Carbon Canyon Regional Park 4442 Carbon Canyon Road Brea, CA 92823 (714)973-3160 or (714)973-3162 firstname.lastname@example.org
Upstream of the Carbon Canyon Dam lies 124-acre Carbon Canyon Regional Park. Sixty acres are developed, offering large, grassy areas for picnicking, sports facilities that include backstops and lighted tennis courts, and a 4-acre lake with two piers for fishing. The undeveloped area features a trail that leads to Orange County's only grove of redwoods; 10 acres of majestic Coastal Redwoods (Sequoia sempervirens).
Park Hours: Fall - Winter Hours, 7 a.m. to 6 p.m. PST Park Hours: Spring - Summer Hours, 7 a.m. to 9 p.m. PDT Office Hours: 8 a.m. - 4 p.m. Monday - Friday
Naturalist-guided tours and group talks are offered throughout the year by appointment through the park office. A 1.1 mile long nature trail to the park's beautiful Redwood Grove offers a special feature for adventuresome hikers, bird watchers and other amateur naturalists. A trail guide is available at the park office for self-guided nature walks.
OC Parks will be offering a series of night hikes at four different parks starting in November.
These starlit hikes will take place at Irvine, Carbon Canyon, Santiago Oaks and Peters Canyon regional parks. All will offer a rare opportunity to visit the parks after dark and look for nocturnal animals.
Lake construction is now complete and cleanup of the surrounding area is currently underway. Damaged grass will be replaced with new sod as the lake is being refilled. The refilling of the lake should take approximately one week. Once the lake has been refilled, the water will need to sit for a month for the brand new lake to reach a balance in the environment. Upon this balance being completed, OC Parks will introduce fish habitats into the lake and an aeration system will be installed to ensure proper oxygenation of the water for an optimum fish environment.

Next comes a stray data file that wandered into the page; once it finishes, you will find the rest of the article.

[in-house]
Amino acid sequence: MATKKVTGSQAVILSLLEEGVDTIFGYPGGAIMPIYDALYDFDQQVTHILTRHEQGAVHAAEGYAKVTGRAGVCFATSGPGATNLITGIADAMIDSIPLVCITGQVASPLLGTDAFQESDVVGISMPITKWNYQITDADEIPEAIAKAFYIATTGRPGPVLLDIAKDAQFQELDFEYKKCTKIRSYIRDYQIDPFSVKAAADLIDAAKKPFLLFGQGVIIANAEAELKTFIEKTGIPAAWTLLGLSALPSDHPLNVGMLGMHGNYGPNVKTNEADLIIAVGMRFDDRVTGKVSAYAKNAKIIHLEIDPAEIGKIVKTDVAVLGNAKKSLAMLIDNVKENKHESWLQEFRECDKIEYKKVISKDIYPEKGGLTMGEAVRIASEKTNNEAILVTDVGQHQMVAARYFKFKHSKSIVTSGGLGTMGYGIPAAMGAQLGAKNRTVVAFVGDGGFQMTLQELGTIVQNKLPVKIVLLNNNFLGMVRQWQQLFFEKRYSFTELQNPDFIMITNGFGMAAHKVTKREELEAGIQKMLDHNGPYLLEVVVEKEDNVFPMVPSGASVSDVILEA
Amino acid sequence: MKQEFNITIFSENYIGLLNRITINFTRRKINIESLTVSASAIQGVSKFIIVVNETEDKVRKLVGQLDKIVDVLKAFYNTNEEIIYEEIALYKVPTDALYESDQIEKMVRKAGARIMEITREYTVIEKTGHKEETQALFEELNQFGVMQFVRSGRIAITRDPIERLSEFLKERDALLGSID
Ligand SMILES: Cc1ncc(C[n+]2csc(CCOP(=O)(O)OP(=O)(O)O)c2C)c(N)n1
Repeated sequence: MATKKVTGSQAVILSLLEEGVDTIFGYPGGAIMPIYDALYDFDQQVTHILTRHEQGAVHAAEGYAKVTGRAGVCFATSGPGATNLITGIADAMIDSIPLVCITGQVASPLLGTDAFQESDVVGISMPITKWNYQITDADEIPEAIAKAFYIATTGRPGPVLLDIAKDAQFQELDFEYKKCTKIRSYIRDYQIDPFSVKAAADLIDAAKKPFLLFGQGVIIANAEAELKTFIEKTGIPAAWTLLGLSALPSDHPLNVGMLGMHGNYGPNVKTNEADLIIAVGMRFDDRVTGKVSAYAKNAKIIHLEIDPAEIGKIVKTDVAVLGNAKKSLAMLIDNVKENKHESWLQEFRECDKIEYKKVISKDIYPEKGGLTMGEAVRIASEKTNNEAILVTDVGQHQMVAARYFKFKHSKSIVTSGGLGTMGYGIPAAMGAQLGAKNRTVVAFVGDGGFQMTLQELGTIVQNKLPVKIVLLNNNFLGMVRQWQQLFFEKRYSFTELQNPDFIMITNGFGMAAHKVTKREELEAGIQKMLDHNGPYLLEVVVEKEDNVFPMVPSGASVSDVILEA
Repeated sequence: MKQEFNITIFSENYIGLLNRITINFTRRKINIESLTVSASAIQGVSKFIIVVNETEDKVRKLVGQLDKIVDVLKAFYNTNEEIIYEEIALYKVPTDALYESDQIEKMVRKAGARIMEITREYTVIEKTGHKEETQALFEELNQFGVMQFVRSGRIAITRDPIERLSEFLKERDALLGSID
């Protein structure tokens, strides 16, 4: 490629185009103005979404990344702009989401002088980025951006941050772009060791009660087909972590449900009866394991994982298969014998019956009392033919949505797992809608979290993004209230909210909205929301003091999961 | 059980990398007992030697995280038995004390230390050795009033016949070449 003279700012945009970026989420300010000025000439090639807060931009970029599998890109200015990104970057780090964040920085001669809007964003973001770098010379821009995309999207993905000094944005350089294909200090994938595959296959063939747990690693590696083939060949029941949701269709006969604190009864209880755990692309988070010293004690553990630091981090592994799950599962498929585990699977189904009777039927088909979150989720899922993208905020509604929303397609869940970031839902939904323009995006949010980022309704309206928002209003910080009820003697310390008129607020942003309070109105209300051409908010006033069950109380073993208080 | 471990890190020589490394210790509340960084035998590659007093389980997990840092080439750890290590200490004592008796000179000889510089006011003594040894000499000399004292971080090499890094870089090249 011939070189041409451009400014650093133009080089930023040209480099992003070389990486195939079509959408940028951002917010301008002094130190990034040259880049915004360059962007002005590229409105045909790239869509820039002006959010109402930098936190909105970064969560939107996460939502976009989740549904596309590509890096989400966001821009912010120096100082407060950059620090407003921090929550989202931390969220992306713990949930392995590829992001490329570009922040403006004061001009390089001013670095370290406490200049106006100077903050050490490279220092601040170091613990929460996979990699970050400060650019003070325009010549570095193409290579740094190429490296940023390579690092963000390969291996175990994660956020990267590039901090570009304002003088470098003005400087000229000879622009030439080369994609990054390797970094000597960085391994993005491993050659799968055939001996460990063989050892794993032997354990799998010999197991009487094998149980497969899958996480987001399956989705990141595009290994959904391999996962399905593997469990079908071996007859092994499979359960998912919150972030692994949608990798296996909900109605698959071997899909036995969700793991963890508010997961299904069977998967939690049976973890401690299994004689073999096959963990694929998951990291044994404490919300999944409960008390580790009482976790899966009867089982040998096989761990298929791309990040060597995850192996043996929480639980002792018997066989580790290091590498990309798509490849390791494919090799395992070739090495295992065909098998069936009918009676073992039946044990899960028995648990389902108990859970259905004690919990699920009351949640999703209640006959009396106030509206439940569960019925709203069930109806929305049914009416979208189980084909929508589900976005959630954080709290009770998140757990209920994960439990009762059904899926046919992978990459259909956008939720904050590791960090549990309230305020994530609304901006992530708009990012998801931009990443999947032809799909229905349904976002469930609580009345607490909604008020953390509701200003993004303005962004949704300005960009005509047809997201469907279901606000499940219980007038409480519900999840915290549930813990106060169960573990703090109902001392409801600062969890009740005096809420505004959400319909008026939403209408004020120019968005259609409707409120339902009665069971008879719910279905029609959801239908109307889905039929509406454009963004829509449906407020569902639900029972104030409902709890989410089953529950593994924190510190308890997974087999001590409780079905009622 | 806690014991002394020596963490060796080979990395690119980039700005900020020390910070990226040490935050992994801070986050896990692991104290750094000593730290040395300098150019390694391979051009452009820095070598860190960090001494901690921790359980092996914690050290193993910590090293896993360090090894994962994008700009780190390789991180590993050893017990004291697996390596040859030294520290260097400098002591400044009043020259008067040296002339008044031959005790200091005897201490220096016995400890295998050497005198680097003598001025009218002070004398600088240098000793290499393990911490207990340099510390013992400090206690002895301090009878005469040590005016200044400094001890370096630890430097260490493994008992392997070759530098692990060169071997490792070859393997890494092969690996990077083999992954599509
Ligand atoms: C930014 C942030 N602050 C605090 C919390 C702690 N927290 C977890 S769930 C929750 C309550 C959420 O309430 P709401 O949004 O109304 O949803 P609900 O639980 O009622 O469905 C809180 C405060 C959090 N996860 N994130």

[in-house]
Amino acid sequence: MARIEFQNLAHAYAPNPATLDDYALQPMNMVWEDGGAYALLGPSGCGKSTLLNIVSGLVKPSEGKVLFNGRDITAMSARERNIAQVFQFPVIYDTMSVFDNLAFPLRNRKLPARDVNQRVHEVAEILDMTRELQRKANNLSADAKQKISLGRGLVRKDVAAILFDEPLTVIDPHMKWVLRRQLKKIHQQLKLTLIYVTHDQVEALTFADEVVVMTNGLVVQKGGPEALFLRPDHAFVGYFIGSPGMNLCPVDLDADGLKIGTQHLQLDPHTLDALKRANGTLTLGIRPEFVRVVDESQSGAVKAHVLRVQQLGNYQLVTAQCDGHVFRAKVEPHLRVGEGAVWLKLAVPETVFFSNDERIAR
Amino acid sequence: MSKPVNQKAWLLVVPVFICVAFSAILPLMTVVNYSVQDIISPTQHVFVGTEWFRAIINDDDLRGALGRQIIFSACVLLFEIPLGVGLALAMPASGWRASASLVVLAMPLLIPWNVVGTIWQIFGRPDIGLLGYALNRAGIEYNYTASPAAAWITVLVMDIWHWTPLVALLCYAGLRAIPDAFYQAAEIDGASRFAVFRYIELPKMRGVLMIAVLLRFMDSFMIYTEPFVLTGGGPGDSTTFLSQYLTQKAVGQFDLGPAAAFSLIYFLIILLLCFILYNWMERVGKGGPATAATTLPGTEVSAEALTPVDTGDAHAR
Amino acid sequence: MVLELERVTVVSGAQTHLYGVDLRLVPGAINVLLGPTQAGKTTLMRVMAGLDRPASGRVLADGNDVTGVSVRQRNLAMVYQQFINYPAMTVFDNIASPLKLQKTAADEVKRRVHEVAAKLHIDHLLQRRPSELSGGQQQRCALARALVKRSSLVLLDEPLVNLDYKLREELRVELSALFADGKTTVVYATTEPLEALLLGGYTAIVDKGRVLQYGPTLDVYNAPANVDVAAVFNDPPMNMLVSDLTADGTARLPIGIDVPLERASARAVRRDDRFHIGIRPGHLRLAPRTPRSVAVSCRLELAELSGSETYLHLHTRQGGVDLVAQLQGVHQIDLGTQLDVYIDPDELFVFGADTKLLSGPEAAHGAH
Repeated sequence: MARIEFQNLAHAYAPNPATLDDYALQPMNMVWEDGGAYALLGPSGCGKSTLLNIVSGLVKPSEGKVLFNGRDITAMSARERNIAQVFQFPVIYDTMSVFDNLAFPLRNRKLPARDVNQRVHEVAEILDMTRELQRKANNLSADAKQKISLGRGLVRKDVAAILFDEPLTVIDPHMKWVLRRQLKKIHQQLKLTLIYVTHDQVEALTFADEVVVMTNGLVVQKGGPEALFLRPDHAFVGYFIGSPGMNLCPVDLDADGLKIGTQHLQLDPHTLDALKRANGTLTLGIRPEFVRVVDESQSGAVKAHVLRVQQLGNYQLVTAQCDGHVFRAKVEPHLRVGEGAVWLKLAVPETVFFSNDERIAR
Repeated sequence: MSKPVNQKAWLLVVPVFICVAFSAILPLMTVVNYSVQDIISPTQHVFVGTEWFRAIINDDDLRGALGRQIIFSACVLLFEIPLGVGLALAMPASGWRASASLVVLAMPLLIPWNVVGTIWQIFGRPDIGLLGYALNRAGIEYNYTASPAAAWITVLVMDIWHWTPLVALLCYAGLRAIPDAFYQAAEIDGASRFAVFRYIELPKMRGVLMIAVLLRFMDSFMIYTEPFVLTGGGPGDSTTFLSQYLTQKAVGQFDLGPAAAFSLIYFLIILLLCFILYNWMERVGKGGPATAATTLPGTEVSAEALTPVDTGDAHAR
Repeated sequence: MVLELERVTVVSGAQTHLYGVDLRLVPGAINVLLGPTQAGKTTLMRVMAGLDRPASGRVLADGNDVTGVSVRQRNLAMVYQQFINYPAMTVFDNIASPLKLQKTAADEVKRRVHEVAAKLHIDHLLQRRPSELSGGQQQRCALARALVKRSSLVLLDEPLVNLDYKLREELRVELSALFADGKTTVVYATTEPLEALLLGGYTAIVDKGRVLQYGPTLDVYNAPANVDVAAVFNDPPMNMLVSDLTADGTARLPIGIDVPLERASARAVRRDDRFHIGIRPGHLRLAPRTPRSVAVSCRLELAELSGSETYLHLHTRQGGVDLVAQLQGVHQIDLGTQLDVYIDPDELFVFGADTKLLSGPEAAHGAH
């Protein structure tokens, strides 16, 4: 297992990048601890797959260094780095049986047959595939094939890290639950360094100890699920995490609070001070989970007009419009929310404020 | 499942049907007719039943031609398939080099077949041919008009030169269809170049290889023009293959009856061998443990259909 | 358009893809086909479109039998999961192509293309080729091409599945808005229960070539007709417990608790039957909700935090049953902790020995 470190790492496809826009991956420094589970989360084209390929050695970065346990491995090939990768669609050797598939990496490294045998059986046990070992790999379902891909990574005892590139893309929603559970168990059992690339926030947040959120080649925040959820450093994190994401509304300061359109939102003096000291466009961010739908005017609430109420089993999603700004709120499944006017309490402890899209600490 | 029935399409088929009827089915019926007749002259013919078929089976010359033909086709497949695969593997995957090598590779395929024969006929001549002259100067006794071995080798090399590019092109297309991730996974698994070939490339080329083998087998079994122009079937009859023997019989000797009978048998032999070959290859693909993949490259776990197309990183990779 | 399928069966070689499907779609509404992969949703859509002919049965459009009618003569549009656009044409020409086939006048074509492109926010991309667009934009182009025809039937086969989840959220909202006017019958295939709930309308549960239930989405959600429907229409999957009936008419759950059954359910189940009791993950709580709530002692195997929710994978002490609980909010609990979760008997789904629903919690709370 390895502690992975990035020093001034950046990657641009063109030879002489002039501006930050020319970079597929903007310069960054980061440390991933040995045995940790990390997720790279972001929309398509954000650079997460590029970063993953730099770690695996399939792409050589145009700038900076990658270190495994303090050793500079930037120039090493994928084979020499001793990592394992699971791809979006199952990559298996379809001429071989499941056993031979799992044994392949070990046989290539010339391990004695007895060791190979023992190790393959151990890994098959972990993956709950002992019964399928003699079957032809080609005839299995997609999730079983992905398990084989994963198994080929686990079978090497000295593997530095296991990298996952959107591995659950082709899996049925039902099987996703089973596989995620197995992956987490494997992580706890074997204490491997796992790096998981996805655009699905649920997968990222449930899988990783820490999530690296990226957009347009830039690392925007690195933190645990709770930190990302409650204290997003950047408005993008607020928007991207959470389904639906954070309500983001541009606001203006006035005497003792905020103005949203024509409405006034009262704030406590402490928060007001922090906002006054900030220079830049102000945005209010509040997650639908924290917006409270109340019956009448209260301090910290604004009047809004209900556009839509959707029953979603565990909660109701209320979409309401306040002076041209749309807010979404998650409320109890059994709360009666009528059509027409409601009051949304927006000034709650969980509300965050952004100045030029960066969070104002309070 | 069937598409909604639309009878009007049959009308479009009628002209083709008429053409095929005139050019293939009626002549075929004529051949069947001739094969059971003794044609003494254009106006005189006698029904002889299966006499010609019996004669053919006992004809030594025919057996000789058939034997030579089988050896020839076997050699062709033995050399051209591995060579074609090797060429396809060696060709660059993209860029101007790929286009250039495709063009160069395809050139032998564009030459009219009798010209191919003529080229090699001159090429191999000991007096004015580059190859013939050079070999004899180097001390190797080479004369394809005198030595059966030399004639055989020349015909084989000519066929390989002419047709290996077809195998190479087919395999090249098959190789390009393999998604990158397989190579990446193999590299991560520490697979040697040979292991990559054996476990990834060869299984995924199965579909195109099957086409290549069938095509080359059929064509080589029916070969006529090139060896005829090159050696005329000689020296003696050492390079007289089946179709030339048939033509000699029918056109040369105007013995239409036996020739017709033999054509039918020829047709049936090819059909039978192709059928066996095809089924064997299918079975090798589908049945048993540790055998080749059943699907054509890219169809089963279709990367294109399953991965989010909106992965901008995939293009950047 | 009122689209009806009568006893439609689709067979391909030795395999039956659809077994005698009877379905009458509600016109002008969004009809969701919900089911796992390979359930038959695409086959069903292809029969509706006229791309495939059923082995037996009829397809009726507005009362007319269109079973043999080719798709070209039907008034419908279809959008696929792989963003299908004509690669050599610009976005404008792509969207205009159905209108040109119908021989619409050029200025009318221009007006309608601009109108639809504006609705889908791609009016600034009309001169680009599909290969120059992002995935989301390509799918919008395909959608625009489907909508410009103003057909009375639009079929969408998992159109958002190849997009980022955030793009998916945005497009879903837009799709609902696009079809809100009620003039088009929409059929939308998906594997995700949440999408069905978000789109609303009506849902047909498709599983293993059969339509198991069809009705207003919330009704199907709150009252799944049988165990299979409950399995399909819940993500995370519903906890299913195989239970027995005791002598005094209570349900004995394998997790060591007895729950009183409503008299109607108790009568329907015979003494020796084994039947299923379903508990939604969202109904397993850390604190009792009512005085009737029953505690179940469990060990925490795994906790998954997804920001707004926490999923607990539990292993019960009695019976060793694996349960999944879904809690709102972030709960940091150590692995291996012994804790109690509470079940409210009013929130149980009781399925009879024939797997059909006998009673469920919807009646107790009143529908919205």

On July 14, 2014, preparation began to restore Carbon Canyon Regional Park’s 4-acre lake to its original condition. Currently, the lake has diminished water quality and reduced capacity preventing it from being stocked with fish to provide recreational fishing opportunities by park visitors.
The excavation of the lake involves manually draining the lake of its water to allow heavy equipment to remove the soil. A 6-foot temporary fence will be placed around the perimeter of the lake to secure the project and to ensure the public’s safety.
The clocks fall back early Nov. 2, marking the end of daylight saving time and OC Parks’ spring-summer operating schedule. Wilderness parks close at sunset and most regional parks close at 6 p.m. for the fall and winter.
Making Orange County a safe, healthy, and fulfilling place to live, work, and play, today and for generations to come, by providing outstanding, cost-effective regional public services.
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